‘It has become feasible to generate useful movies with the computer’

Ed Catmull, soon to speak at VIEW Conference, saw the potential for computer animation early on. Very, early on.

In 1972, Ed Catmull had a paper published in the Proceedings of the ACM annual conference from that year titled ‘A system for computer generated movies’.

It stemmed, partly, from his University of Utah short made with Fred Parke called ‘A Computer Animated Hand’, in which Catmull’s hand had been digitized, modeled and animated as a 3D object. It blew people away because of its smooth shading, flowing animation and because of the digitization and wireframe process behind making it. Remember, this was 1972, and few people had seen this kind of animation before.

Of course, Catmull would go on to be a major influence in computer graphics and animation via his time at NYIT, Lucasfilm and Pixar and Walt Disney Animation Studios. In that 1972 ACM paper, Catmull wrote, “With the recent developments in fast hidden surface algorithms and a method for smooth shading of half-tone pictures, it has become feasible to generate useful movies with the computer.” Which makes watching and reading about ‘A Computer Animated Hand’ particularly fascinating, given it was done more than two decades before Pixar’s Toy Story.

The hand animation was used in the film 1976 film Futureworld in a monitor display, and it was inducted into the National Film Registry in 2011 (I recommend reading this related essay about it).

The digitization of the hand was an interesting process, which Catmull explained a little in this 2013 Computer History Museum oral history interview by John Hollar.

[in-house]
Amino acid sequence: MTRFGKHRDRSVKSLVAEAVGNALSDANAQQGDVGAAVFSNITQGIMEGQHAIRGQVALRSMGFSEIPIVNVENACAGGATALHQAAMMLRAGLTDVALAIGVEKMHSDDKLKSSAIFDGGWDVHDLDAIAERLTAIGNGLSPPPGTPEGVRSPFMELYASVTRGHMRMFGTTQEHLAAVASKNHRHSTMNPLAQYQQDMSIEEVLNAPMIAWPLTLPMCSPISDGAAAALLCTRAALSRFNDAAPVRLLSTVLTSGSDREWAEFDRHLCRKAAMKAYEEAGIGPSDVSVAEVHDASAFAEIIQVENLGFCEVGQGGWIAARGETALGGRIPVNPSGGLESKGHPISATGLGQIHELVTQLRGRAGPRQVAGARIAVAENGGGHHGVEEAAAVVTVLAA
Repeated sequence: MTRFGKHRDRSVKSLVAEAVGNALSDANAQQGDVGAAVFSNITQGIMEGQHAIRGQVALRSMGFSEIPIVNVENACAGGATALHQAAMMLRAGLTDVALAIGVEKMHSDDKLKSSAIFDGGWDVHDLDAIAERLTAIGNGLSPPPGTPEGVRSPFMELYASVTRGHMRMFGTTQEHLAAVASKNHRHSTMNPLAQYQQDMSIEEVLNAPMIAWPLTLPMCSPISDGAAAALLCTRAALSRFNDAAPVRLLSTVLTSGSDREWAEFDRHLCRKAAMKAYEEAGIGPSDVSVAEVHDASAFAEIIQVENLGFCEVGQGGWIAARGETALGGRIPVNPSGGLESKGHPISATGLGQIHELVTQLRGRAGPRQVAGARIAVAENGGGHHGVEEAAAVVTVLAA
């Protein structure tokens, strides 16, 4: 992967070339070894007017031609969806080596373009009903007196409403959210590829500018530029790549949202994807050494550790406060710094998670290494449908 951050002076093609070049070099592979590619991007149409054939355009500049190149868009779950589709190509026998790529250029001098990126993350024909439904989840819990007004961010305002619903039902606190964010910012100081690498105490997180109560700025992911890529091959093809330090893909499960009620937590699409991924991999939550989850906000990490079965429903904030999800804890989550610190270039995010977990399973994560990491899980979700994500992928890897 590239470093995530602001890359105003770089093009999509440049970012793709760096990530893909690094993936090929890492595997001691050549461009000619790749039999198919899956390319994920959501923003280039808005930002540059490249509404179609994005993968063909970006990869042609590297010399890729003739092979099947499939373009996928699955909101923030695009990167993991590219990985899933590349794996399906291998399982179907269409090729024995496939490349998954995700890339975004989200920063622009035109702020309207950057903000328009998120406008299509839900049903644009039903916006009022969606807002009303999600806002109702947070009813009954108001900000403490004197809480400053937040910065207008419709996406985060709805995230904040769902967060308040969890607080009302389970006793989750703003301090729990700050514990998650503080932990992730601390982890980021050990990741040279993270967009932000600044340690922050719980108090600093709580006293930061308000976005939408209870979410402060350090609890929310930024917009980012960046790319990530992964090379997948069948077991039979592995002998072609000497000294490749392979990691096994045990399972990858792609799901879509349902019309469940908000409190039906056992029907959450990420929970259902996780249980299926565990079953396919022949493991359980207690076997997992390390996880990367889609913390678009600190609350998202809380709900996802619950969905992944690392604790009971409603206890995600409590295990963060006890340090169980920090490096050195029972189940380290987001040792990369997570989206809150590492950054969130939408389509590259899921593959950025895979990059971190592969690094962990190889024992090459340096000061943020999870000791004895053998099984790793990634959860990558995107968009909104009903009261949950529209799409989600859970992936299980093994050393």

“One of the things I did there was I made a model of my left hand. I digitized it. In fact, the way I made the model was—I put my hand in plaster of Paris, and that’s where I discovered you need to put Vaseline on the back of your hand, which I didn’t know at the time. So, my hand got stuck in the mold. Stuck a knife down in there to cut my hand out of that. And then went through this laborious process of digitizing, and then I wrote a program to animate it, and then that led to getting my first paper published in the ACM in
Boston in 1972.”

A page from Catmull’s ‘A system for computer generated movies’.

He added, in that oral history, that he picked his hand to model and animate “because I wanted something hard. Everything up to that point, if you’re
going to look at it, they were really robotic, simple shapes. And in order to solve any kind of problem you need to take something which is just beyond the reach of what can be done. I just wanted to pick my hand because I knew that the hand was hard in a whole bunch of areas, not just the fact that it’s this complex shape. You’ve even got a hinge here that’s determined or not by the joint at the bottom, but by the flesh around it also.”

Ultimately, Catmull would be involved in several other computer graphics-related developments over the years, texture mapping, z-buffers and rendering curved surfaces, to name a few. For many VFX and animation aficionados, the hand animation stands out as one of his most iconic accomplishments.

You’ll be able to hear more from Ed Catmull in his keynote at VIEW Conference 2020. The conference runs from 18-23 October, in both physical form and online, available globally. Click here to register. Group discounts are available; write to info@viewconference.it for more details.

befores & afters is a VIEW Conference 2020 media partner. Ian Failes will be hosting a number of online sessions at the event.

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